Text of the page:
KK: Okay. All right. That's interesting. So I assume that these these knowable numbers are probably fairly evenly distributed. I guess the rationals are pretty evenly distributed. So yeah.
So So our listeners might wonder if there's some sort of weird distribution to these things, like the ones that you can't name, do they live in certain parts? And the answer is no, they live everywhere.
SG: Yes. That's absolutely right.
EL: I wonder, though, if you can kind of--I'm thinking of continued fraction representations, where there is an explicit definition of number that's well-approximable versus badly-approximable numbers. I guess those are approximable by rationales, not by finite operations or closed form. So maybe that's a bad analogy.
KK: Mm hmm.
SG: Well, if you or your listeners are interested in, thinking about this question some more, then you can Google closed-form number. There's a Wikipedia entry to get people started. And there are a couple of references in there to some really well-written articles on the subject, one by my friend Tim Chow, that was an American Mathematical Monthly, and another one by Borwein and Crandall that was in the Notices of the AMS that's for free on the internet.
EL: Oh, great.
KK: Okay, great. We'll link to those.
EL: And actually, here's, this question, I'm not sure, so I'll just say, is this the same as computable or is closed form a different thing from computable numbers?
SG: Yeah, that's a good question. So there's not a widely-agreed upon definition of the term closed form number. So that's already a question. And then I'm not sure what your definition of computable is.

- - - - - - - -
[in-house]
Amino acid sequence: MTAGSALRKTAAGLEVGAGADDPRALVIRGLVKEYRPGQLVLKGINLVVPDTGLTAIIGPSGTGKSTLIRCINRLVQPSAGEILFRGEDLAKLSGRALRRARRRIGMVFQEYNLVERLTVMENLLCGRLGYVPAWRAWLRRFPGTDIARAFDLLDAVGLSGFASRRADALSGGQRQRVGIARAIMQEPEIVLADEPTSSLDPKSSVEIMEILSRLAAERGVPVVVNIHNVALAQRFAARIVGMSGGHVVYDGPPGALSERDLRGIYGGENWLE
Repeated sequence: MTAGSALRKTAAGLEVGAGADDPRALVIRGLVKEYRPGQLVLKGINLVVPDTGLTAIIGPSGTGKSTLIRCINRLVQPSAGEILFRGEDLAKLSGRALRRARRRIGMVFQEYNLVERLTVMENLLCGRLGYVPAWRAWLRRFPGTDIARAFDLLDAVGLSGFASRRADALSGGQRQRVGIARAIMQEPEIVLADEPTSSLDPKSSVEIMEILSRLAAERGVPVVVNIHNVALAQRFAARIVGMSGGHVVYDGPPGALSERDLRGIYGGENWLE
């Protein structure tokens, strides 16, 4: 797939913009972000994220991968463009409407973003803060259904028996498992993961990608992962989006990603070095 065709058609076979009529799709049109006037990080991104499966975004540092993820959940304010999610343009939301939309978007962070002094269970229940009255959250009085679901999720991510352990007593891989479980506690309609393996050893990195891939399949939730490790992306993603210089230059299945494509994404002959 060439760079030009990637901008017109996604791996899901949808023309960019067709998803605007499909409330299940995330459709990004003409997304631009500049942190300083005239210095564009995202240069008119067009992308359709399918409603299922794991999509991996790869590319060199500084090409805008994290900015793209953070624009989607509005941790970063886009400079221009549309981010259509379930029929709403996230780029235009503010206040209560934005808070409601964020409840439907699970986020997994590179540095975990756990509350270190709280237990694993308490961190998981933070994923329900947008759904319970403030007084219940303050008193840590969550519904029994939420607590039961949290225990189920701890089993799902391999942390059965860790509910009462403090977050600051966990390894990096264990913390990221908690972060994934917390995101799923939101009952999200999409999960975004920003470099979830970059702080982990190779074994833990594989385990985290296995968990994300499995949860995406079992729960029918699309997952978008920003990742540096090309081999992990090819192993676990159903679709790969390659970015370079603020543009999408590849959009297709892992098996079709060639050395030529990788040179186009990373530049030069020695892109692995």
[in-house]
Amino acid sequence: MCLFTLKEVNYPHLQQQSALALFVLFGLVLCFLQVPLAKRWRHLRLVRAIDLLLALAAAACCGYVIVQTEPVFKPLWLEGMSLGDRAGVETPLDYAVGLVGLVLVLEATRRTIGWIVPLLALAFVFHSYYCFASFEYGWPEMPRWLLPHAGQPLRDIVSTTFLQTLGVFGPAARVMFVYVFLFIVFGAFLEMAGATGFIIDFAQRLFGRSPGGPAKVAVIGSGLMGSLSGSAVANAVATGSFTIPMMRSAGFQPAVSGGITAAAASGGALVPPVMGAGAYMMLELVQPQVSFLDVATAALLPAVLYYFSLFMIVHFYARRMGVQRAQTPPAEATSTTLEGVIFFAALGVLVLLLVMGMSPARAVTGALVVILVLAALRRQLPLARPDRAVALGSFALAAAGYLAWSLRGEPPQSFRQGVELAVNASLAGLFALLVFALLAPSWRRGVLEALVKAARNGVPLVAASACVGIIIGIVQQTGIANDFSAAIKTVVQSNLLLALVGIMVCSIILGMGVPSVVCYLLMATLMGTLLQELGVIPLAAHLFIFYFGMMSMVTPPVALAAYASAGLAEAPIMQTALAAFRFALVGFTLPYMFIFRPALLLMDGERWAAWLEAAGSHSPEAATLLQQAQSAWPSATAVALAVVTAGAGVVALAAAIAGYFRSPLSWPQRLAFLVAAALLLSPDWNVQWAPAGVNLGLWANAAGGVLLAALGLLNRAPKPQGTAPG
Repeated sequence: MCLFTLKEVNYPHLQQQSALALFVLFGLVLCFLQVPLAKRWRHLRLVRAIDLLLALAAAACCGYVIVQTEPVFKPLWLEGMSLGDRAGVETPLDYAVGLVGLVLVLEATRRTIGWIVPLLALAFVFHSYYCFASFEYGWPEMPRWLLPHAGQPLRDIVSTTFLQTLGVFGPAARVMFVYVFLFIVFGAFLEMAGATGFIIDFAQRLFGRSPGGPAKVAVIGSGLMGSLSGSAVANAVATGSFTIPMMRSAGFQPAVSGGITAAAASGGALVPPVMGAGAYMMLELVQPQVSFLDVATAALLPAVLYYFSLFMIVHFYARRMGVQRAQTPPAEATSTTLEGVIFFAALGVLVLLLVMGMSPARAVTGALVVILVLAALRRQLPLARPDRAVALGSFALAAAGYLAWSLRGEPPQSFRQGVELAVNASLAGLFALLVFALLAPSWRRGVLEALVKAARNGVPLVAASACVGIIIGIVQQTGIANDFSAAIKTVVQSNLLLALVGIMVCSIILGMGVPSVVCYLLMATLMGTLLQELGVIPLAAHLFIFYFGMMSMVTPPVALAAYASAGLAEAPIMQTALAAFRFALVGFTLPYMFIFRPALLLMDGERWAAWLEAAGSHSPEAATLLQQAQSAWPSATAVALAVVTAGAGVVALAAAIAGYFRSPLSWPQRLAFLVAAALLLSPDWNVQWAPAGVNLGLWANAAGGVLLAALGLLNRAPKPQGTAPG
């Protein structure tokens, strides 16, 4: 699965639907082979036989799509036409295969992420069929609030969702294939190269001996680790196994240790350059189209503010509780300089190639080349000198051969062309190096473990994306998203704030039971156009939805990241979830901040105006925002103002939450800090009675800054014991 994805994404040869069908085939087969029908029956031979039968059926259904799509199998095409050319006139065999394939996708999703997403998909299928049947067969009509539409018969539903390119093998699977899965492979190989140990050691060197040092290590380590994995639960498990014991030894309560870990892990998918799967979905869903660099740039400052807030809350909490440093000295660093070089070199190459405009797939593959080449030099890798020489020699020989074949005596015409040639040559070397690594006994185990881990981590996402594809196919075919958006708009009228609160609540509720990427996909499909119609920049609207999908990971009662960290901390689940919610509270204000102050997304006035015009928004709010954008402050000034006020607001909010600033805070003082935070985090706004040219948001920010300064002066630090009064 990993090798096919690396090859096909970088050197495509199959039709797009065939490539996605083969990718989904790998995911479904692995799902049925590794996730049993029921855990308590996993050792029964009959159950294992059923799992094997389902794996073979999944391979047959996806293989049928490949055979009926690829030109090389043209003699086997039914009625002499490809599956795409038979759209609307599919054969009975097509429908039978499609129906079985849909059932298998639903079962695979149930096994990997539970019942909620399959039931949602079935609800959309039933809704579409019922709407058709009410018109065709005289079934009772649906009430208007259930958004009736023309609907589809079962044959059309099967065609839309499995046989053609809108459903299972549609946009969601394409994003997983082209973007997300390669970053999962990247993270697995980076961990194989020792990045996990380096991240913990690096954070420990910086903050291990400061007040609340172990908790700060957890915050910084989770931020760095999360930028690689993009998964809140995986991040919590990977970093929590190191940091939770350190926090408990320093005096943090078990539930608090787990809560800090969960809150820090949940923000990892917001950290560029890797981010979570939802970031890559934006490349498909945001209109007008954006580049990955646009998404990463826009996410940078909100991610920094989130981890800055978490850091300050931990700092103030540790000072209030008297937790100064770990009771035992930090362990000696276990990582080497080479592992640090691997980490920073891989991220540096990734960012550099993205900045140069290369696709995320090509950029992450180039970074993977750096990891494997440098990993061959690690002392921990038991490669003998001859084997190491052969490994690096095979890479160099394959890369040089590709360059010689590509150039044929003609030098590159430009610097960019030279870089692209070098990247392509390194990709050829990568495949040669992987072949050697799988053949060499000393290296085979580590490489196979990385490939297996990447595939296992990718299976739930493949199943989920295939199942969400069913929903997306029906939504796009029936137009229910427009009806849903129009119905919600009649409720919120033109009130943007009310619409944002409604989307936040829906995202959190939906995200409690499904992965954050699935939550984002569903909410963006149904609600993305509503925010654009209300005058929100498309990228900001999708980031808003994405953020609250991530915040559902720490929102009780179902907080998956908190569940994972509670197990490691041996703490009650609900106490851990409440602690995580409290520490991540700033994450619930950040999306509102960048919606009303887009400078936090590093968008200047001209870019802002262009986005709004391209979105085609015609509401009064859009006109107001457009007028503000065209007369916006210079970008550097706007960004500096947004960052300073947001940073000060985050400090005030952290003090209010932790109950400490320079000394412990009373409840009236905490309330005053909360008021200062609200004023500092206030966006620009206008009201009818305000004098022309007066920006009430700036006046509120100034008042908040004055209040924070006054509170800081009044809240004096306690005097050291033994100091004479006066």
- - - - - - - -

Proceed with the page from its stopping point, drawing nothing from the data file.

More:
EL: Me neither.
EL: No, I've just heard of the term computable. But yeah, I guess the nice thing is no matter how you define it, your theorem will still be true.
SG: That's right. Exactly.
EL: There's still only countable.
KK: And now we've found something else unknowable: are these the same thing?
SG: Those are really hard questions in general. Yeah. That's the main question plumbed in those articles and referred to is: if you define them in these different ways, how different are they?
EL: Oh, cool.
SG: If you take a particular number, does it sit in which set? Those kinds of questions. Yeah, those are really hard usually, much like you said, what are the transcendental numbers that are--are certain numbers transcendental or not can be a hard question to answer.
EL: Yeah, yeah, even if you think, "Oh yeah, this certainly has to be transcendental, it takes a while to actually prove it."
KK: Or maybe you can't. I wonder if some of those statements are even actually undecidable, but again, we don't know. All right, we're going down weird rabbit holes here. Maybe David Lynch could just do a show.
SG: That would be great.
KK: Yeah, there would just be a lot of mathematicians, and nothing would happen
SG: And maybe owls.
KK: And maybe owls. Well, this has been great fun. Thanks for joining us before you head off to work, Skip. Our listeners don't know that it's you know, well, it's now nine in the morning where you are. So thanks for joining us, and I hope your traffic isn't so bad in La Jolla today.
SG: Every day's a great day here. Thank you so much for having me.
KK: Yeah. Thanks, Skip.